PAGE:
Comparison of Treatment Outcomes in Nonspecific Low-Back Pain Patients With and Without Modic Changes Who Receive Chiropractic Treatment.
Annen Michèle M, Peterson Cynthia C, Humphreys B Kim BK
PubMedClinical StudyReal-world Evidence
Source:Journal of manipulative and physiological therapeutics (J Manipulative Physiol Ther), volume 41, issue 7, 2018, ISSN: 1532-6586
Publication Country:United States
Publication Type:Journal Article, Research Support, Non-U.S. Gov’t
Keywords:Chiropractic, Diagnostic Imaging, Manipulation, Spinal, Outcome Assessment (Health Care)
MeSH Terms:Adolescent; Adult; Aged; Aged, 80 and over; Disability Evaluation; Female; Humans; Low Back Pain (therapy); Lumbar Vertebrae (diagnostic imaging); Magnetic Resonance Imaging; Male; Manipulation, Spinal; Middle Aged; Pain Measurement; Prospective Studies; Young Adult
OBJECTIVE: The aim of this study was to determine if there was a difference in outcomes in patients with nonspecific low back pain, both with and without Modic changes (MCs), who received chiropractic care.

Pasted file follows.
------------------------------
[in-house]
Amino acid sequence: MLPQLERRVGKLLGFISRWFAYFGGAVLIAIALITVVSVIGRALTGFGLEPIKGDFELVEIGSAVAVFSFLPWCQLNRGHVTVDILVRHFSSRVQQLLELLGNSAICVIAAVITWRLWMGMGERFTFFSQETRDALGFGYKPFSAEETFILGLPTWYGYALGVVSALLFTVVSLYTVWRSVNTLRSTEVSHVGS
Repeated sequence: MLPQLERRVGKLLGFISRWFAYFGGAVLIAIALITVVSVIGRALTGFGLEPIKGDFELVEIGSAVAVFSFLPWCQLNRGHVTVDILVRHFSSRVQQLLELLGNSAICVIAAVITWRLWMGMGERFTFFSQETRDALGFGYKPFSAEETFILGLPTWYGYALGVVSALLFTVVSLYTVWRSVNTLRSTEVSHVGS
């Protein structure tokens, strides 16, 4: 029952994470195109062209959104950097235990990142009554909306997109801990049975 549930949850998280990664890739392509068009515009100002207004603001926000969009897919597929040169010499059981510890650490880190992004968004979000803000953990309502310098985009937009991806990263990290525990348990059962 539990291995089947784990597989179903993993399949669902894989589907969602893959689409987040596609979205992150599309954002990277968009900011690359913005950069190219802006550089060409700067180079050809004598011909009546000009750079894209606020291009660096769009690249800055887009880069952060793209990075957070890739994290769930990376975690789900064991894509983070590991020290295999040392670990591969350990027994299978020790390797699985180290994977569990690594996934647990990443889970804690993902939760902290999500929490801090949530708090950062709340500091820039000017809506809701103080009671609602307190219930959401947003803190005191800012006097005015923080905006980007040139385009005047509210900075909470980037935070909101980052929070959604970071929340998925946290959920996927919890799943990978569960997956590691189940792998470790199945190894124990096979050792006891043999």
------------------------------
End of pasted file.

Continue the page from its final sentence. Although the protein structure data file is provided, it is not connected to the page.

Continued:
METHODS: This prospective outcomes study included 112 patients with low back pain without disc herniation on magnetic resonance imaging. All patients were treated with spinal manipulative therapy. At baseline, the numerical rating scale (NRS) and Bournemouth Questionnaire (BQ) for disability were collected. The NRS, BQ, and Patient‘s Global Impression of Change (primary outcome) were collected at the follow-up time points of 1 week, 1 month, and 3 months to assess overall improvement. Magnetic resonance imaging scans were analyzed for the presence of MCs and, if present, classified as Modic I or II. The χ2 test was used to compare the proportion of patients reporting clinically relevant “improvement” between patients with and without MCs and between Modic I and Modic II patients. The unpaired Student t test was used to compare NRS and BQ at baseline and change scores at all follow-up time points.
RESULTS: For the primary outcome measure, the proportion of patients reporting relevant “improvement” (Patient‘s Global Impression of Change), and for the secondary outcome measures (NRS and BQ change scores), there were no significant differences between Modic positive and Modic negative patients or between Modic I and Modic II patients.
CONCLUSION: Neither the presence nor absence of MCs nor the Modic change category were related to treatment outcomes for patients with low back pain without disc herniation who received chiropractic care.
Copyright © 2018. Published by Elsevier Inc.